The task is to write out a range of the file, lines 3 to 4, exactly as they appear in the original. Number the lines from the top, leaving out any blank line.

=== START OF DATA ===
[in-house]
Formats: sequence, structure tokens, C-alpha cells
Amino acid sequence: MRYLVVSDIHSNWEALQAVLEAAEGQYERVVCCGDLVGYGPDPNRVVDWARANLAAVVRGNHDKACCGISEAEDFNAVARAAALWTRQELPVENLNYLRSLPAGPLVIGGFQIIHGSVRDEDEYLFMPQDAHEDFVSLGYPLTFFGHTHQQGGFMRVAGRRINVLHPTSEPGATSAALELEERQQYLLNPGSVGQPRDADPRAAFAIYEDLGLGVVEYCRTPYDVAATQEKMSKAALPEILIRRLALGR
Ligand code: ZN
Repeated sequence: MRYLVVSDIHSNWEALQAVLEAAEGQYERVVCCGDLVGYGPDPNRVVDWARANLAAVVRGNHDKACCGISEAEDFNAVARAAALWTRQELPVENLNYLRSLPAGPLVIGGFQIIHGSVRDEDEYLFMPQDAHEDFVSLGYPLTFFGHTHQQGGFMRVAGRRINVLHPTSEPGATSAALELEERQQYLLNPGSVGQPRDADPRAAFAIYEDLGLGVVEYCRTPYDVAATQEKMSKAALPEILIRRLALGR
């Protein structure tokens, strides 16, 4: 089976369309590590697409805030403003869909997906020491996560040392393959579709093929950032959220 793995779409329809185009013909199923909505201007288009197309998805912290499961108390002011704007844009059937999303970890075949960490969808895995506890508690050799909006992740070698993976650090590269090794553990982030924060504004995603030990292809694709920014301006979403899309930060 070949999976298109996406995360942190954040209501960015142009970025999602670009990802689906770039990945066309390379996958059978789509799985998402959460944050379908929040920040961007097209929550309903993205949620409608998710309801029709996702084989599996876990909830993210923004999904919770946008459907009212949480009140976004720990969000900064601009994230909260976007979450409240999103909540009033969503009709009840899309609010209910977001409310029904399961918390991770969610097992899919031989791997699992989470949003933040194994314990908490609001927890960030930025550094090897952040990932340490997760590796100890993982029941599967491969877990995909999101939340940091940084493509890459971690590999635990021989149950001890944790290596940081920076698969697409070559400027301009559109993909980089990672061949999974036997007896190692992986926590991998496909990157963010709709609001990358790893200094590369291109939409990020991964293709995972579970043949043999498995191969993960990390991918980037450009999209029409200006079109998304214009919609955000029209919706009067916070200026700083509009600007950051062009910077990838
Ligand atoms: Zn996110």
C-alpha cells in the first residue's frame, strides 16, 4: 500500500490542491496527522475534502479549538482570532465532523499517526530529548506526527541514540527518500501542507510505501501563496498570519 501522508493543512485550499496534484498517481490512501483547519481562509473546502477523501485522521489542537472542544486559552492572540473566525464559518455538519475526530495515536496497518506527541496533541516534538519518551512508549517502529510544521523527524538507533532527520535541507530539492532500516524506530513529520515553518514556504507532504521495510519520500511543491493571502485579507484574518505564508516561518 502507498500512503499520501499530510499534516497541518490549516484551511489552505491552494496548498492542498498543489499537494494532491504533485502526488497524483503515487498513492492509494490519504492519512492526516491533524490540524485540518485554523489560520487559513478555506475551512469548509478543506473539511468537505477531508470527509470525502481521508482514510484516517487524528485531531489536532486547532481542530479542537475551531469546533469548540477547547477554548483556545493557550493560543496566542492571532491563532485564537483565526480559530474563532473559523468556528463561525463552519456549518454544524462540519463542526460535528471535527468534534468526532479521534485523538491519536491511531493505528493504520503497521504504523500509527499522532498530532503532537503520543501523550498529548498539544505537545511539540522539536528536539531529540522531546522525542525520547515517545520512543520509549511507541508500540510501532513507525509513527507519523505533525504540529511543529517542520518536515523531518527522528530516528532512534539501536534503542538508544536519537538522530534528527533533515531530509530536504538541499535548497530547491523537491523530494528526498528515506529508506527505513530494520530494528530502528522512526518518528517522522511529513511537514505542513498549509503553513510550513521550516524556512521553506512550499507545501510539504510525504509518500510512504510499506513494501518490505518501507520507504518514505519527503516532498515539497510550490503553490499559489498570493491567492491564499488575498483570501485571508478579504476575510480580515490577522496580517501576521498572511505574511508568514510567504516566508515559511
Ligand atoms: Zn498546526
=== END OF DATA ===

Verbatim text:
Amino acid sequence: MRYLVVSDIHSNWEALQAVLEAAEGQYERVVCCGDLVGYGPDPNRVVDWARANLAAVVRGNHDKACCGISEAEDFNAVARAAALWTRQELPVENLNYLRSLPAGPLVIGGFQIIHGSVRDEDEYLFMPQDAHEDFVSLGYPLTFFGHTHQQGGFMRVAGRRINVLHPTSEPGATSAALELEERQQYLLNPGSVGQPRDADPRAAFAIYEDLGLGVVEYCRTPYDVAATQEKMSKAALPEILIRRLALGR
Ligand code: ZN